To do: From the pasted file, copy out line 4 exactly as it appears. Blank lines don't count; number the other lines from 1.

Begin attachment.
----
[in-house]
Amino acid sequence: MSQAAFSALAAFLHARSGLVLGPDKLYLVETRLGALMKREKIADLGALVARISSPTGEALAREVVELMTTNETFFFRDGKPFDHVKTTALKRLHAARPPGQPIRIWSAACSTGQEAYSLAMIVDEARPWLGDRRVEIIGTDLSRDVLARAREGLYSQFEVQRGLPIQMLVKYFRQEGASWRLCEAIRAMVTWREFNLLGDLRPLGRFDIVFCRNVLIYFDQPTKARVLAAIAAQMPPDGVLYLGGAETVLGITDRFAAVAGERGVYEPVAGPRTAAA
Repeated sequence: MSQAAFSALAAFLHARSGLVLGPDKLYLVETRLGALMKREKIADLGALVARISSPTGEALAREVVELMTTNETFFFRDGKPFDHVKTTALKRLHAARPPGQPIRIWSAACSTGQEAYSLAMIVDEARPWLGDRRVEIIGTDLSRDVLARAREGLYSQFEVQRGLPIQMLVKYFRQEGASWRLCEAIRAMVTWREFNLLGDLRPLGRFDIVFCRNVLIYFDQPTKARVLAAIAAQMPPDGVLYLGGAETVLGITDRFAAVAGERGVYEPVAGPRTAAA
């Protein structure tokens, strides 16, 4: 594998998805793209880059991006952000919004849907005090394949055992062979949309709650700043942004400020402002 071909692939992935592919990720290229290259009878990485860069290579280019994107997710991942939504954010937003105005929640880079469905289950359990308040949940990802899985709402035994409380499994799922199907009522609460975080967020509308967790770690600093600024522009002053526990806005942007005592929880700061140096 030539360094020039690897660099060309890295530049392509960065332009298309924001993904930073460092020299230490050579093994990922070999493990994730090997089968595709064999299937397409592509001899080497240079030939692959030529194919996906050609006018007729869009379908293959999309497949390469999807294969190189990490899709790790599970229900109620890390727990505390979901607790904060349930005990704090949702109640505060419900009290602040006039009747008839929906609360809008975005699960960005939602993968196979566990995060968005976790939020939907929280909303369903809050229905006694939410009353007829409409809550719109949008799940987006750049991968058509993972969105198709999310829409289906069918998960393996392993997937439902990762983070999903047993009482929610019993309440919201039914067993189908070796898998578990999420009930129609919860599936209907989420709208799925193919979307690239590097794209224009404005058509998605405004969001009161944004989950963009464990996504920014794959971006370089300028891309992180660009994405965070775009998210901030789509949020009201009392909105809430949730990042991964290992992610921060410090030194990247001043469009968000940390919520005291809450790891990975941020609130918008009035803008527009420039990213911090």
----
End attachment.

């Protein structure tokens, strides 16, 4: 594998998805793209880059991006952000919004849907005090394949055992062979949309709650700043942004400020402002 071909692939992935592919990720290229290259009878990485860069290579280019994107997710991942939504954010937003105005929640880079469905289950359990308040949940990802899985709402035994409380499994799922199907009522609460975080967020509308967790770690600093600024522009002053526990806005942007005592929880700061140096 030539360094020039690897660099060309890295530049392509960065332009298309924001993904930073460092020299230490050579093994990922070999493990994730090997089968595709064999299937397409592509001899080497240079030939692959030529194919996906050609006018007729869009379908293959999309497949390469999807294969190189990490899709790790599970229900109620890390727990505390979901607790904060349930005990704090949702109640505060419900009290602040006039009747008839929906609360809008975005699960960005939602993968196979566990995060968005976790939020939907929280909303369903809050229905006694939410009353007829409409809550719109949008799940987006750049991968058509993972969105198709999310829409289906069918998960393996392993997937439902990762983070999903047993009482929610019993309440919201039914067993189908070796898998578990999420009930129609919860599936209907989420709208799925193919979307690239590097794209224009404005058509998605405004969001009161944004989950963009464990996504920014794959971006370089300028891309992180660009994405965070775009998210901030789509949020009201009392909105809430949730990042991964290992992610921060410090030194990247001043469009968000940390919520005291809450790891990975941020609130918008009035803008527009420039990213911090």